Super-Scenic Motorway: A Blue Ridge Parkway History was published by the University of North Carolina Press in 2006. You can learn more about the book at the Press’s book page here.
You can read a Q&A with author Anne Mitchell Whisnant here.
The table of contents is below and an excerpt from the introduction is here.
The twists and turns in the making of the scenic highway.
The most visited site in the National Parks system, the 469-mile Blue Ridge Parkway winds along the ridges of the Appalachian mountains in Virginia and North Carolina.
According to popular myth, the Parkway was a New Deal “godsend for the needy,” built without conflict or opposition by landscape architects and planners who traced their uniform vision along a scenic, isolated southern landscape.
The historical archives relating to this massive public project, however, tell a different story, which Anne Mitchell Whisnant relates in this history of the seventy-year development of the beloved roadway.
More than just a make-work project for the unemployed, the Blue Ridge Parkway was conceived as a necessary boost to sagging tourism in the region.
Highlighting the roles of key players and stakeholders, Whisnant explores the design and routing of the road, land acquisition and management, relations among landowners, business interests, and government agencies; environmental impacts; and historical and cultural representation and interpretation.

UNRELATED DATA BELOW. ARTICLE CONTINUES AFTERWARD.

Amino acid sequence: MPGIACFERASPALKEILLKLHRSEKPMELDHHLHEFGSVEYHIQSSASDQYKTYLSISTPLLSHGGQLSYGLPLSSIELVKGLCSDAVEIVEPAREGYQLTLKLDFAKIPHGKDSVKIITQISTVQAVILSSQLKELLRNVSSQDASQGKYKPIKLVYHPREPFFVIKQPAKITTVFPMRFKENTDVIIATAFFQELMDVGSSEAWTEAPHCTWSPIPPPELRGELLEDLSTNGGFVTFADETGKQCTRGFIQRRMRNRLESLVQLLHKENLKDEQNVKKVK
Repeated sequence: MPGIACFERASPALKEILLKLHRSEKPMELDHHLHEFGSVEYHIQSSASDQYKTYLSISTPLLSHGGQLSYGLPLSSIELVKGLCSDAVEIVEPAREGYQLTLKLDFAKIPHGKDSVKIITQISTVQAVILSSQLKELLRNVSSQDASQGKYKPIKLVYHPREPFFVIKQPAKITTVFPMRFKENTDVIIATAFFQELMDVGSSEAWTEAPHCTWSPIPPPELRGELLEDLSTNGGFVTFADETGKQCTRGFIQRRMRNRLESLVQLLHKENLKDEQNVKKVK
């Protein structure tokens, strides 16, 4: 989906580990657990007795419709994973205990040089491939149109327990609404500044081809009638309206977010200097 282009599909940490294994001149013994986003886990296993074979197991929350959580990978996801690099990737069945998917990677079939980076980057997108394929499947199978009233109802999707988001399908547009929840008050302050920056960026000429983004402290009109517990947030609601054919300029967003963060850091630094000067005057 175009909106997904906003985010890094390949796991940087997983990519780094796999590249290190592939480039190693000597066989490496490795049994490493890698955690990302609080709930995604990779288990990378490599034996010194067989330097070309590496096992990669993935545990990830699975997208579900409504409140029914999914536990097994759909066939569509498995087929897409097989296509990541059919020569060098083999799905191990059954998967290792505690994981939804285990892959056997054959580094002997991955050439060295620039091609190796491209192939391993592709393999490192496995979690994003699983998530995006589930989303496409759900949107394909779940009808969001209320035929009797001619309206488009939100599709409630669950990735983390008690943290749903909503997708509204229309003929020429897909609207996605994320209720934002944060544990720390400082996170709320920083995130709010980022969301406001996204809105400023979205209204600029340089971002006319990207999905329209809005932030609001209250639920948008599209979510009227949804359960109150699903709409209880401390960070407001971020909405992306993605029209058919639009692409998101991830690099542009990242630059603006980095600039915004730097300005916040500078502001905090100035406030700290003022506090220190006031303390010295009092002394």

She reveals what the Parkway’s seemingly unruffled scenery tends to obscure: the road owes its appearance as much to the negotiated resolution of conflicts as it does to the natural features of the mountains or the work of landscape designers. Whisnant concludes that debates over how best to preserve and manage the Parkway for the public good within a changing regional and national context will continue for some time to come.
Table of Contents
Introduction: A New Trip along a Beloved Road
Read an excerpt.
Roads, Parks, and Tourism: A Southern Scenic Parkway in a National Context
The Scenic Is Political: The Parkway and Asheville’s Tourism Industry
We Ain’t Picked None on the Scenic: Parkway Ideals and Local Realities
By the Grace of God and a Mitchell County Jury: Little Switzerland, Regional Tourism, and the Parkway
The Crowning Touch of Interest: Parkway Development, Cultural Landscaping, and the Eastern Band of Cherokees
Remembering the Peaks of Otter: Telling History on the Parkway Landscape
From Stump Town to Carolina’s Top Scenic Attraction: Private Interests and the Public Good at Grandfather Mountain
The Parkway’s Past, Its Present, and the Ongoing Search for the Public Good